Winter roads can bring a variety of challenges to even the most experienced drivers. Here, Mark Barclay from GSF Car Parts shares his top driving tips to help you keep you safe while on the roads this winter.
Winter brings a whole host of unpredictable weather. Snow, ice, wind and rain can all cause a serious hazard when out on the roads. Accidents generally increase by around 20% during the winter months, according to car insurance company Insure the Box. If you’re new to driving, hazardous conditions may be unfamiliar to you and can be difficult to navigate. But, experienced drivers also need to take extreme care on winter roads.
Below, I’ll be going through my top driving tips to help you keep you and your passengers safe this winter while on the roads.
5 Essential Driving Tips To Keep You Safe On The Roads This Winter
1 Check your insurance policy
At the start of the season, make sure your car is up to date with its service ensuring everything is working as it should be. You should also double-check your breakdown cover and insurance policy so you know what you will be covered for if anything happens. We recommend carrying out the essential safety checks below, as failing to do so could invalidate your insurance policy.
2 Perform any initial checks
Before setting off on any winter car journey, it’s important to first check the weather forecast. If extreme weather is expected to make driving difficult, I’d suggest staying at home and postponing your journey if you can. However, if the weather will only be slight or you can’t reschedule, try to stick to main roads more likely to be clear and safe. You should then prepare your car to keep it working properly in the snow, ice or rain. Carry out the following checks before embarking on a car journey.
- Walk around your car and check your tyres are firm and fully inflated. They should have a tread of at least 3mm, as this can help you navigate slippery surfaces better.
- If there has been heavy snowfall, make sure all windows, mirrors, headlights, rear lights and brake lights are wiped clear of any snow.
- The roof should also be completely clear of snow. Not only can a snow-covered roof invalidate your insurance, but it can be a safety hazard if you have to brake suddenly and the snow falls onto your windscreen.
- You should also check that all lights are working properly, as they are essential to you staying visible to other drivers in adverse weather.
- Before a particularly long journey, make sure you have at least half a tank of petrol and engine oil levels are full before setting off on your journey.
- Under the bonnet, you should also check your engine’s coolant level. If it’s below the minimum mark, you’ll need to top it up with a pre-mixed antifreeze/coolant solution. This will help protect your engine from damage that can occur in sub-zero temperatures.
- Again, before a long journey, don’t forget to let someone know about your driving plans before you set off, especially if you’re travelling alone! – Let someone know your destination, route and estimated arrival.
3 Drive carefully
During winter, snow, frost, ice or rain can make roads slippery, so you’ll need to adjust your driving to help stay safe and in control. Driving at a slower speed can give you more time to react to any hazards on the roads, so try to accelerate and decelerate slowly to reduce the likelihood of skidding. Try not to brake suddenly, especially in very icy conditions, as this could cause skidding on the road.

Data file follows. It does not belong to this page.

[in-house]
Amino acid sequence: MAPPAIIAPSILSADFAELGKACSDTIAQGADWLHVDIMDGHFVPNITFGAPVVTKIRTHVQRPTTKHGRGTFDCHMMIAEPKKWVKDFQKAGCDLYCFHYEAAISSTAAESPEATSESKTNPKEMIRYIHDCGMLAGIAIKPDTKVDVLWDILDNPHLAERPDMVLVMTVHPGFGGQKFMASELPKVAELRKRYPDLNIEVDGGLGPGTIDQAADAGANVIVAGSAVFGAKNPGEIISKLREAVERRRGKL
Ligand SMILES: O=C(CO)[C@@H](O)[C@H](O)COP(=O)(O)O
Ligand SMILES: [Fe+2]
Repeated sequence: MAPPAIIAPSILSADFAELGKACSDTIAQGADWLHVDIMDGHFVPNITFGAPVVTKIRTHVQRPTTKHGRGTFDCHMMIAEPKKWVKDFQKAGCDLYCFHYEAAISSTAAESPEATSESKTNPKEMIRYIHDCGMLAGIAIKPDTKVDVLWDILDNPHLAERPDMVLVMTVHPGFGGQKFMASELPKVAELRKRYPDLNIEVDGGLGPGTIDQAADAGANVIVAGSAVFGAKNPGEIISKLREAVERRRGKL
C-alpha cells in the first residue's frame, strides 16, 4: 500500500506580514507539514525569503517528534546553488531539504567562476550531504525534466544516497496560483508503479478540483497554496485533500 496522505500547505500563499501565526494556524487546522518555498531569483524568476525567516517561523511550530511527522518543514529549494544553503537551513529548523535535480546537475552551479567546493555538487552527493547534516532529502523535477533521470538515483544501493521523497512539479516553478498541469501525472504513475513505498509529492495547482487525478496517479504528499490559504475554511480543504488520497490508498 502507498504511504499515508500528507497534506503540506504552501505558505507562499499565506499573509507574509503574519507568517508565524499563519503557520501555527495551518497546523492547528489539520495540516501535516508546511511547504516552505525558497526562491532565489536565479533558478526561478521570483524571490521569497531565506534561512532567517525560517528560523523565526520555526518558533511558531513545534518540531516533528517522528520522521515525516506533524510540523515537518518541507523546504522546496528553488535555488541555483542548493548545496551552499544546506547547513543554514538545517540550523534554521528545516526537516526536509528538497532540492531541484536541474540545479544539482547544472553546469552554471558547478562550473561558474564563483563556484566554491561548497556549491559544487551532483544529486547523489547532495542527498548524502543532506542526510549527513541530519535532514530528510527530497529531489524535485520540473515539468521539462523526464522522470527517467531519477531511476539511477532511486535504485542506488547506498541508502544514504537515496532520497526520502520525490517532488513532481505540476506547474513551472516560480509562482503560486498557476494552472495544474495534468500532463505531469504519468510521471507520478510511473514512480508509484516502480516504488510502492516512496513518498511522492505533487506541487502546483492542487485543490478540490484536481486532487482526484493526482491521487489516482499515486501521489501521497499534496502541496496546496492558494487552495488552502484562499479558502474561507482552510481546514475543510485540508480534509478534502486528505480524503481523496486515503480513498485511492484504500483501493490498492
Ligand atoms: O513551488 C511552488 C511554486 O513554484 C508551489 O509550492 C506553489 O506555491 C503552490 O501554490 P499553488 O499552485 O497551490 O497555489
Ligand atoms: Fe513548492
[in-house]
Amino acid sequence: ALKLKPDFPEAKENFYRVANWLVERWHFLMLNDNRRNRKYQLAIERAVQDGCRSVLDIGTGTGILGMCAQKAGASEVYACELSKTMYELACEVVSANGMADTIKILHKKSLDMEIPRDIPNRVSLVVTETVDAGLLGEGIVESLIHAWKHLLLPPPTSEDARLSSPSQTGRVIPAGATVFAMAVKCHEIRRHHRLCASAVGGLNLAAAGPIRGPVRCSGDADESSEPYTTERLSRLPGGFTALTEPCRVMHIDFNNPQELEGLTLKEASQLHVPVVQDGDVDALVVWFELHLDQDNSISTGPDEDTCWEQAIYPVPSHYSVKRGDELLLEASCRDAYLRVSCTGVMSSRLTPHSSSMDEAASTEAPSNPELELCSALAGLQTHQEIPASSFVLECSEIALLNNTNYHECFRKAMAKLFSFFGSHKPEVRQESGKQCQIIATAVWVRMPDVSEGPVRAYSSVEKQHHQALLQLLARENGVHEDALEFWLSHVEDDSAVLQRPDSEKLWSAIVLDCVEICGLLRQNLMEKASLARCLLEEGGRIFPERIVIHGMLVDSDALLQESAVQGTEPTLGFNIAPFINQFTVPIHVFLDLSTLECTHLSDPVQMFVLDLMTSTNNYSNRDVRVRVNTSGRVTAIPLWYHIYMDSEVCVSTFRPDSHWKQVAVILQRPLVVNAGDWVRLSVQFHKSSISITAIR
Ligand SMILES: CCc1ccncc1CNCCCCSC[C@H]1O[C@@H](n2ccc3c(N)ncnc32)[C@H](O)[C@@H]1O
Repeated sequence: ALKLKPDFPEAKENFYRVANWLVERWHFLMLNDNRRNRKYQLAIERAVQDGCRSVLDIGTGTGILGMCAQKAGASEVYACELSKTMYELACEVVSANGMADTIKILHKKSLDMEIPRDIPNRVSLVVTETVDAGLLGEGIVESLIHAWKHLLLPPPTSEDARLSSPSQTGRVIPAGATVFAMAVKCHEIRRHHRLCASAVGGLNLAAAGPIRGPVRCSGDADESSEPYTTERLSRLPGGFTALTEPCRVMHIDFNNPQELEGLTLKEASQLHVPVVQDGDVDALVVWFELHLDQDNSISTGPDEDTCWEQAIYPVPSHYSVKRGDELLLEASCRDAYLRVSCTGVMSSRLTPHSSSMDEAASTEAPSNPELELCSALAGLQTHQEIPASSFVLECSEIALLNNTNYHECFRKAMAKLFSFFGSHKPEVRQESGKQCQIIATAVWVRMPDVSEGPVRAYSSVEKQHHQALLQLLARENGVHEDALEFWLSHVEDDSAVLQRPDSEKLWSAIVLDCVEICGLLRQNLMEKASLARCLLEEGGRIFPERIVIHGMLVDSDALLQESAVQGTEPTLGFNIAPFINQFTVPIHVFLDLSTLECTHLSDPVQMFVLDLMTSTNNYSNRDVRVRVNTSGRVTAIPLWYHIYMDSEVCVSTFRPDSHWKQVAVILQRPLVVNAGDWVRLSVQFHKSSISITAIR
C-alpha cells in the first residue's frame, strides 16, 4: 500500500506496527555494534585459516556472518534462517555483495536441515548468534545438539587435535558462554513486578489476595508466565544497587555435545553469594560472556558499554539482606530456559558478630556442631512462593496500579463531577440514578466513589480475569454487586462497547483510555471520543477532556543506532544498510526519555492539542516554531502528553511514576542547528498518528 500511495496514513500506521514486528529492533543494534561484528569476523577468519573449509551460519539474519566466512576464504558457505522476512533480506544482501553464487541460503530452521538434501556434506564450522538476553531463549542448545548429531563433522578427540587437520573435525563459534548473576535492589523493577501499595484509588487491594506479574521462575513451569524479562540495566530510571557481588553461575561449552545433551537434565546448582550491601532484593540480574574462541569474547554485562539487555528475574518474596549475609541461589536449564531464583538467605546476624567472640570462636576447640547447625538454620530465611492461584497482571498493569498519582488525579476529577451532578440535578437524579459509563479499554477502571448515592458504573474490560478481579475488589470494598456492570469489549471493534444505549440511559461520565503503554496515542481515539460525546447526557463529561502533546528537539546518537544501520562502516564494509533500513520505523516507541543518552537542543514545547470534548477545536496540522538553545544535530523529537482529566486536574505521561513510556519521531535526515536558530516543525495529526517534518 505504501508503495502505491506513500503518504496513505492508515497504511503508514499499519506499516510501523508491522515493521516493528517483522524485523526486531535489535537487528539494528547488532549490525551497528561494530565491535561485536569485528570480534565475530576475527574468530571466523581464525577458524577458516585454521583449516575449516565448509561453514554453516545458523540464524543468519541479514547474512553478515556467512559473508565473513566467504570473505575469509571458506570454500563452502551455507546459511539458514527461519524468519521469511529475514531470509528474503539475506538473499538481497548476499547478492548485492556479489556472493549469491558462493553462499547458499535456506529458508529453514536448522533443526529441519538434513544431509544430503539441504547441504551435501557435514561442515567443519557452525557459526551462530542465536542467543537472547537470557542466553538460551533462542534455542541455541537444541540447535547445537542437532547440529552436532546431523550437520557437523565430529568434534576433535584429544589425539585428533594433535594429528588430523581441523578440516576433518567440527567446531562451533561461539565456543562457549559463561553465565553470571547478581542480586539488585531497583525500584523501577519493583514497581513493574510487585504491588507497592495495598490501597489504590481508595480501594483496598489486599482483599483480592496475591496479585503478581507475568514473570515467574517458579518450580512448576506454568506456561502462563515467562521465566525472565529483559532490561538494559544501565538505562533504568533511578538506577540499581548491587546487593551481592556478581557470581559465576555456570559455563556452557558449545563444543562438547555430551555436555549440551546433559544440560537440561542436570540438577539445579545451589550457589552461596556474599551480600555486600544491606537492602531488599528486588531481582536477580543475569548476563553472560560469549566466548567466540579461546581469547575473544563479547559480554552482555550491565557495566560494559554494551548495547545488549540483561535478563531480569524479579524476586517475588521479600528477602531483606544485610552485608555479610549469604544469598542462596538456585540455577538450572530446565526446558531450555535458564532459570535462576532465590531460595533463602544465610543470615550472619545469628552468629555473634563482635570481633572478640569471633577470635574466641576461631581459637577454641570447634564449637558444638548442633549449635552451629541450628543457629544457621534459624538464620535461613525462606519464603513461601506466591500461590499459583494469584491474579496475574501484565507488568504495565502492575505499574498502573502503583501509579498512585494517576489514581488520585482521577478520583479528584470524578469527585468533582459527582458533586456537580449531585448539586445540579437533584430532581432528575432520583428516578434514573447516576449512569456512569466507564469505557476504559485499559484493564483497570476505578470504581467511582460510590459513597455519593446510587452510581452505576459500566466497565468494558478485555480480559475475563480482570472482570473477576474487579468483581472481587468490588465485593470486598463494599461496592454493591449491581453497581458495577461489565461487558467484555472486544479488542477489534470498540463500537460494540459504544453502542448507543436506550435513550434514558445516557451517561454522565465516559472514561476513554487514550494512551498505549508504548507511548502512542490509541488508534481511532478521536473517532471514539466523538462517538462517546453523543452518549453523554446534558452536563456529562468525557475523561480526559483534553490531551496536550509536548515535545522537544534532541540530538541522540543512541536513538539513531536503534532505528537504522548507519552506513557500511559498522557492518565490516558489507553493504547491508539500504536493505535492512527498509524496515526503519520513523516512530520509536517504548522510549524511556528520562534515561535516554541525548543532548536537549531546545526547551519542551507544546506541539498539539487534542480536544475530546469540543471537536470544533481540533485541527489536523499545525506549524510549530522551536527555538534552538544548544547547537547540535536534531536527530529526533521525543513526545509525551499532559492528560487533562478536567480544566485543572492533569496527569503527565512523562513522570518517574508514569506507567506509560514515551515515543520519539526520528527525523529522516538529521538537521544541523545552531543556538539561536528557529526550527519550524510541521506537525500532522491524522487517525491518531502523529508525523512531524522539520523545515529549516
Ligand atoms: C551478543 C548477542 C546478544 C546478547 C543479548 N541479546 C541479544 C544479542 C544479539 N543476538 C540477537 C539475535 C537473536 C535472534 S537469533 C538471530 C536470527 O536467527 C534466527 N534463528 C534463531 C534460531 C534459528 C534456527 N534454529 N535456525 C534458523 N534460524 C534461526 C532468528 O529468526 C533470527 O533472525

It’s also important to remember that slippery surfaces will increase your braking distance. So, in turn, you should adjust your following distance to at least five or six seconds depending on the road conditions. This will give you enough space to come to a complete stop. Plus, if you do skid, you will have time to correct it.
Sometimes, no matter how cautious you are, you can still lose control on winter roads – especially if there is black ice, which is particularly hard to spot. If you do start to skid, your initial reaction might be to steer in the opposite direction, but this can cause losing control of the car. Instead, keep calm, slow down and steer into the movement to correct it.
In cold weather, you’ll want the heating on in your car to keep warm and toasty. But it’s important it’s not so hot that it starts to make you feel drowsy. This could mean you to be less alert, which can put you and other drivers at risk.
4 Stay visible
When driving in snow and rain, your visibility may be reduced – even during the day – which can put you at risk of an accident if another car fails to see you in time. To be more visible to drivers, turn on the low beam headlights. Unlike your high beam lights, low beams won’t reflect back at you in the fog or snow and obscure your vision.
5 Take along an emergency kit
To fully prepare for any event, it can help to keep an emergency kit in your car. This should include a blanket, torch, spare food and water. In winter, the sun can sit low in the sky, which can obscure your vision and add an extra safety hazard. To help, always keep a spare pair of sunglasses in your car in an easy-to-reach place.
When there is very heavy snow, you may need to carry tyre chains or socks to help you gain more traction on snowy roads. It also can be helpful to pack a shovel in case you get stuck in a snowdrift and need to dig yourself out.
Carrying a high visibility jacket is also a good idea, so you can be visible at times when you need to pull over at the side of the road. But remember, your car can provide you with temporary shelter from the elements, so only get out and walk if absolutely necessary.
Whether you’re commuting to work or travelling to meet family for Christmas, we hope the tips in this guide will help you stay safe while out on the roads this winter.
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